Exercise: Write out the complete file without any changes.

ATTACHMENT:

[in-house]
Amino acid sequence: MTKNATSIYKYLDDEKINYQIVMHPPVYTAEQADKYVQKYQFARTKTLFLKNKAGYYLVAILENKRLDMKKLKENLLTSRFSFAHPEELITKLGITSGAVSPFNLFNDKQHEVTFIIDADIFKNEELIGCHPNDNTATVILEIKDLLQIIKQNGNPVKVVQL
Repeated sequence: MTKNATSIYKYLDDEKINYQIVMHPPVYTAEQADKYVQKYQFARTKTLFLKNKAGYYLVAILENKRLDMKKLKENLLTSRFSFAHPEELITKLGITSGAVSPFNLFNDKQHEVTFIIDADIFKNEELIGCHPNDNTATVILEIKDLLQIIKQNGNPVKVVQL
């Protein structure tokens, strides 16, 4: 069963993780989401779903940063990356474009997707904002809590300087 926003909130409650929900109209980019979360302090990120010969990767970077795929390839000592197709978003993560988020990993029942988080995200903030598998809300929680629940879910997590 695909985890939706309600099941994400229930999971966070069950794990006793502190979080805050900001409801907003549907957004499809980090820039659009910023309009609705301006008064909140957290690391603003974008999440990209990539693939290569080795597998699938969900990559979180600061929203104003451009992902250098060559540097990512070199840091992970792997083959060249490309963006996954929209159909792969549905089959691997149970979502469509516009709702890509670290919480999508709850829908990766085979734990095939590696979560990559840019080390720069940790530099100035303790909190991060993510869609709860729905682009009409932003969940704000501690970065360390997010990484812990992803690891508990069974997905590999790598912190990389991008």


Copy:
[in-house]
Amino acid sequence: MTKNATSIYKYLDDEKINYQIVMHPPVYTAEQADKYVQKYQFARTKTLFLKNKAGYYLVAILENKRLDMKKLKENLLTSRFSFAHPEELITKLGITSGAVSPFNLFNDKQHEVTFIIDADIFKNEELIGCHPNDNTATVILEIKDLLQIIKQNGNPVKVVQL
Repeated sequence: MTKNATSIYKYLDDEKINYQIVMHPPVYTAEQADKYVQKYQFARTKTLFLKNKAGYYLVAILENKRLDMKKLKENLLTSRFSFAHPEELITKLGITSGAVSPFNLFNDKQHEVTFIIDADIFKNEELIGCHPNDNTATVILEIKDLLQIIKQNGNPVKVVQL
């Protein structure tokens, strides 16, 4: 069963993780989401779903940063990356474009997707904002809590300087 926003909130409650929900109209980019979360302090990120010969990767970077795929390839000592197709978003993560988020990993029942988080995200903030598998809300929680629940879910997590 695909985890939706309600099941994400229930999971966070069950794990006793502190979080805050900001409801907003549907957004499809980090820039659009910023309009609705301006008064909140957290690391603003974008999440990209990539693939290569080795597998699938969900990559979180600061929203104003451009992902250098060559540097990512070199840091992970792997083959060249490309963006996954929209159909792969549905089959691997149970979502469509516009709702890509670290919480999508709850829908990766085979734990095939590696979560990559840019080390720069940790530099100035303790909190991060993510869609709860729905682009009409932003969940704000501690970065360390997010990484812990992803690891508990069974997905590999790598912190990389991008």